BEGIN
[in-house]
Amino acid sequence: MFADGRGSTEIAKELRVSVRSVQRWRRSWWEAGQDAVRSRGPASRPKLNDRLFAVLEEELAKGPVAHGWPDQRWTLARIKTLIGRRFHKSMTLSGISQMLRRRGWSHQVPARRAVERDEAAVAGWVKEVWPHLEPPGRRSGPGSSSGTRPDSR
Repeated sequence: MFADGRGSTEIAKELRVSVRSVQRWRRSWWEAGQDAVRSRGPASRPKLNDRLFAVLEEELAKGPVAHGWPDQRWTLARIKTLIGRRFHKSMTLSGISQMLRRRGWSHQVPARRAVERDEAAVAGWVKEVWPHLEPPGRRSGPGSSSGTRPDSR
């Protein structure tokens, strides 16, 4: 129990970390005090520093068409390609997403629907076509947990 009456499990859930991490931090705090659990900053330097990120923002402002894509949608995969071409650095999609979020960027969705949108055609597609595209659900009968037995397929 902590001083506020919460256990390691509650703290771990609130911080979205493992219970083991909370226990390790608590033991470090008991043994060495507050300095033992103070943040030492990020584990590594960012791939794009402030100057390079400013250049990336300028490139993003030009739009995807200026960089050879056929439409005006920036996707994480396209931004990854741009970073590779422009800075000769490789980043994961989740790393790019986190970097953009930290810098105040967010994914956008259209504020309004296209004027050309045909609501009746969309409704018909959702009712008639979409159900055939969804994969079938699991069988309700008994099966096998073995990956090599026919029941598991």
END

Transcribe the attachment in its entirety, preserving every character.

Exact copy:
[in-house]
Amino acid sequence: MFADGRGSTEIAKELRVSVRSVQRWRRSWWEAGQDAVRSRGPASRPKLNDRLFAVLEEELAKGPVAHGWPDQRWTLARIKTLIGRRFHKSMTLSGISQMLRRRGWSHQVPARRAVERDEAAVAGWVKEVWPHLEPPGRRSGPGSSSGTRPDSR
Repeated sequence: MFADGRGSTEIAKELRVSVRSVQRWRRSWWEAGQDAVRSRGPASRPKLNDRLFAVLEEELAKGPVAHGWPDQRWTLARIKTLIGRRFHKSMTLSGISQMLRRRGWSHQVPARRAVERDEAAVAGWVKEVWPHLEPPGRRSGPGSSSGTRPDSR
């Protein structure tokens, strides 16, 4: 129990970390005090520093068409390609997403629907076509947990 009456499990859930991490931090705090659990900053330097990120923002402002894509949608995969071409650095999609979020960027969705949108055609597609595209659900009968037995397929 902590001083506020919460256990390691509650703290771990609130911080979205493992219970083991909370226990390790608590033991470090008991043994060495507050300095033992103070943040030492990020584990590594960012791939794009402030100057390079400013250049990336300028490139993003030009739009995807200026960089050879056929439409005006920036996707994480396209931004990854741009970073590779422009800075000769490789980043994961989740790393790019986190970097953009930290810098105040967010994914956008259209504020309004296209004027050309045909609501009746969309409704018909959702009712008639979409159900055939969804994969079938699991069988309700008994099966096998073995990956090599026919029941598991």